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I was studying on Gravitation the PPN formalism.

Since in equation (39.41) pag. 1087, the term

$1 + \dfrac{v^2}{2}+(2+\gamma)U = 1 + \dfrac{v^2}{2}+3U$ (the second in GR)

looked odd, I tried (several times) to derive the formula, but I always find:

$1 + \dfrac{v^2}{2}+U$

Is this one of the two famous errors metioned by Wheeler?

I am really going crazy over this...

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    $\begingroup$ Just two errors? I find that unlikely. $\endgroup$
    – user10851
    May 20 '14 at 16:03
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    $\begingroup$ Just two famous ones... $\endgroup$
    – Kyle Oman
    May 20 '14 at 19:52
  • $\begingroup$ Is the question really to know if this is specifically one of two mentioned by Wheeler, or just if this is an error? $\endgroup$
    – Brick
    Oct 12 '15 at 5:35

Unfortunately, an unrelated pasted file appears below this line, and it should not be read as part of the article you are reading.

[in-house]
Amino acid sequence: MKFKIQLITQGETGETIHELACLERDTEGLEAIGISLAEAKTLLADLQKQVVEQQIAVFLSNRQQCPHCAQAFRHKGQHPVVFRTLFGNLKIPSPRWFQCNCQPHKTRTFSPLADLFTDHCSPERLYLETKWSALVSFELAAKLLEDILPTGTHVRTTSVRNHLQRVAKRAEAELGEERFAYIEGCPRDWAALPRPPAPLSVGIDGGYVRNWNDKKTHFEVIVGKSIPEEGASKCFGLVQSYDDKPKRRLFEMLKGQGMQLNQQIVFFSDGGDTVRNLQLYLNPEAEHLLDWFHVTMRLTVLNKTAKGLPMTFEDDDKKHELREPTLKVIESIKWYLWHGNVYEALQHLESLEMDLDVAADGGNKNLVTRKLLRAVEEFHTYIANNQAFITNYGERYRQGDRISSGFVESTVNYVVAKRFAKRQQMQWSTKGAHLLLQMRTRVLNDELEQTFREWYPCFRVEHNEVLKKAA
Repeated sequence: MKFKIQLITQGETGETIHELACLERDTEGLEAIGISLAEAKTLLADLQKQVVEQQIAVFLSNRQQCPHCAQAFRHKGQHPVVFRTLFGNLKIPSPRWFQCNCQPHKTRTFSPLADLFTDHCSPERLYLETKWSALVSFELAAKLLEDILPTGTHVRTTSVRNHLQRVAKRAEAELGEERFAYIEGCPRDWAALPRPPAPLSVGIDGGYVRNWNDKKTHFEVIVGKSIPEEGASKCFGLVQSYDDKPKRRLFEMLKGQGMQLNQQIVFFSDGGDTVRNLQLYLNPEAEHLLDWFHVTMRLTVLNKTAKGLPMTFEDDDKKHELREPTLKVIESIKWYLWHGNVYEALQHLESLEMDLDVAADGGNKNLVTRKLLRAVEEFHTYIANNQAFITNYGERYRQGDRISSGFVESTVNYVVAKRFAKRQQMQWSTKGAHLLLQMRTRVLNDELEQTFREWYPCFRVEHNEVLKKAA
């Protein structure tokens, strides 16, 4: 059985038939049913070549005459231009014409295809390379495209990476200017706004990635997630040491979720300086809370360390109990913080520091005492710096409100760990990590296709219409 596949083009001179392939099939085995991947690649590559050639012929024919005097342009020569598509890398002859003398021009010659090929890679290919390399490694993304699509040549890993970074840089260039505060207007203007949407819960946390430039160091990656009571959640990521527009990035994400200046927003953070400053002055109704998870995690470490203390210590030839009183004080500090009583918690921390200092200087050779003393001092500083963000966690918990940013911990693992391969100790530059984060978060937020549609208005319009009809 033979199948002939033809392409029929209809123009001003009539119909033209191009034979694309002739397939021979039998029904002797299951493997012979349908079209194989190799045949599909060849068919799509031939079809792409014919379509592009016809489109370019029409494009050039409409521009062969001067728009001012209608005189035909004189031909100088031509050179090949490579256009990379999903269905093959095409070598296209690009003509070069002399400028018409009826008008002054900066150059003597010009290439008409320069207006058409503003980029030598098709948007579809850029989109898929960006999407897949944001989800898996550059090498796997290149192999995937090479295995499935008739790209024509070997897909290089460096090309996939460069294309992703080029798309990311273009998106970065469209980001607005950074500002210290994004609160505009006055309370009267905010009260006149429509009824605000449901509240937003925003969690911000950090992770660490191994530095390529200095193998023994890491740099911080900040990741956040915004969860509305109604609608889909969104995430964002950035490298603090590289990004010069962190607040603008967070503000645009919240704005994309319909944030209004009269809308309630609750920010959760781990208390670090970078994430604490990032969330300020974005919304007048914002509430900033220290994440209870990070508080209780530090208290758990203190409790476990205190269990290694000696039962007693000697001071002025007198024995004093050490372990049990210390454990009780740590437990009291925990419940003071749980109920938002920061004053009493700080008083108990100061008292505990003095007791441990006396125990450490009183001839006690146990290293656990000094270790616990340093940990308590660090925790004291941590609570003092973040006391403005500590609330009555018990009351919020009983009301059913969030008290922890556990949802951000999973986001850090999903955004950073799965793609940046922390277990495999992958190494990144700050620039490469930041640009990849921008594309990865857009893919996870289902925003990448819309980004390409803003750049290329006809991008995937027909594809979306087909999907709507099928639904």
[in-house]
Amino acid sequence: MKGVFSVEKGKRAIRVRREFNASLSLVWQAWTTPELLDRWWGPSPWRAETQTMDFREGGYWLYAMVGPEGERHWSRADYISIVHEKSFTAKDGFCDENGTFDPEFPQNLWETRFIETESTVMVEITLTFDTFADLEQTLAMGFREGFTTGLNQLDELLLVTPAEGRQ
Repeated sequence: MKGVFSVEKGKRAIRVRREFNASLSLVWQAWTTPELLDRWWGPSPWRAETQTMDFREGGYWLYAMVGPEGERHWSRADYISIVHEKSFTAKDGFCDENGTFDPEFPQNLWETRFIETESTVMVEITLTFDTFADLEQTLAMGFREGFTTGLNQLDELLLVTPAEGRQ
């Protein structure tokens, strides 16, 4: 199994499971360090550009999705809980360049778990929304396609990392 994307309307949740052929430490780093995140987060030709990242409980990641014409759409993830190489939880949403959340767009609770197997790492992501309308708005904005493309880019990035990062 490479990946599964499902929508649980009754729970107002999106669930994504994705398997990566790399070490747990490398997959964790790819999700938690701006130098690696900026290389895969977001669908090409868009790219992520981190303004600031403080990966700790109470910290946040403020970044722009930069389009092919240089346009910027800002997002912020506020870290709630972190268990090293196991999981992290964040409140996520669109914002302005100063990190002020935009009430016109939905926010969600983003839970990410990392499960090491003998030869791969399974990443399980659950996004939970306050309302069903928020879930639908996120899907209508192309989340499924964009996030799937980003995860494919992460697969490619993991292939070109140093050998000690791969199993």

• $\begingroup$ @Brick just to know if it is an error. $\endgroup$
    – mattiav27
    Oct 12 '15 at 7:09
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    $\begingroup$ In the edition that I have, I have the equation $A^0{}_0 = 1 + \frac{v^2}{2} + U + {\cal O} (\epsilon^4)$. Is this the one that you are looking for? $\endgroup$
    – Prahar
    Oct 13 '15 at 4:27
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Equation 39.41 is quite different in my edition:

$$ A^0_0 = 1 + \frac{v^2}{2} + U + O(\epsilon^4) $$

This is from the hardcover edition published 12/31/1973 (ISBN 0-7167-0334-3). Prior to this the paperback version was published 9/15/1973 (ISBN 0-7167-0334-1).

If your edition has an ISBN number ending in 1 or 2, then this is the revised and correct equation.

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  • $\begingroup$ Yes you are right: I have the second edition. $\endgroup$
    – mattiav27
    Oct 17 '15 at 8:45

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